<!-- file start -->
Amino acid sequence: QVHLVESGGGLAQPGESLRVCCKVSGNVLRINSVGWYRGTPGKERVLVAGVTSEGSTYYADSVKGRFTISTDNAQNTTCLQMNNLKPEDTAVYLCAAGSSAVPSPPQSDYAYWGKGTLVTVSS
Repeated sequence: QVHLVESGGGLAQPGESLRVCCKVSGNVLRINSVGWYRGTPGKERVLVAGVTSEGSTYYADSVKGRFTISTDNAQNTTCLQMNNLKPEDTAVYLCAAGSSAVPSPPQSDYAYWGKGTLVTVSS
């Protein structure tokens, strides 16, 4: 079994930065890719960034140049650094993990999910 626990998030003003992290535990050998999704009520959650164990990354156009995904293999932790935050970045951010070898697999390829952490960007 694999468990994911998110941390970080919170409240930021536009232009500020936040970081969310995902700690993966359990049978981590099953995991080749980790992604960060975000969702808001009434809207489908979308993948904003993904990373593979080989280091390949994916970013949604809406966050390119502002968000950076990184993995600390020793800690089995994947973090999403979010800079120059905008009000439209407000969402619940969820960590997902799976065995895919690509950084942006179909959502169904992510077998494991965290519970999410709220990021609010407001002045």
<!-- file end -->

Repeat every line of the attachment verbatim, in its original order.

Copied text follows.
Amino acid sequence: QVHLVESGGGLAQPGESLRVCCKVSGNVLRINSVGWYRGTPGKERVLVAGVTSEGSTYYADSVKGRFTISTDNAQNTTCLQMNNLKPEDTAVYLCAAGSSAVPSPPQSDYAYWGKGTLVTVSS
Repeated sequence: QVHLVESGGGLAQPGESLRVCCKVSGNVLRINSVGWYRGTPGKERVLVAGVTSEGSTYYADSVKGRFTISTDNAQNTTCLQMNNLKPEDTAVYLCAAGSSAVPSPPQSDYAYWGKGTLVTVSS
């Protein structure tokens, strides 16, 4: 079994930065890719960034140049650094993990999910 626990998030003003992290535990050998999704009520959650164990990354156009995904293999932790935050970045951010070898697999390829952490960007 694999468990994911998110941390970080919170409240930021536009232009500020936040970081969310995902700690993966359990049978981590099953995991080749980790992604960060975000969702808001009434809207489908979308993948904003993904990373593979080989280091390949994916970013949604809406966050390119502002968000950076990184993995600390020793800690089995994947973090999403979010800079120059905008009000439209407000969402619940969820960590997902799976065995895919690509950084942006179909959502169904992510077998494991965290519970999410709220990021609010407001002045």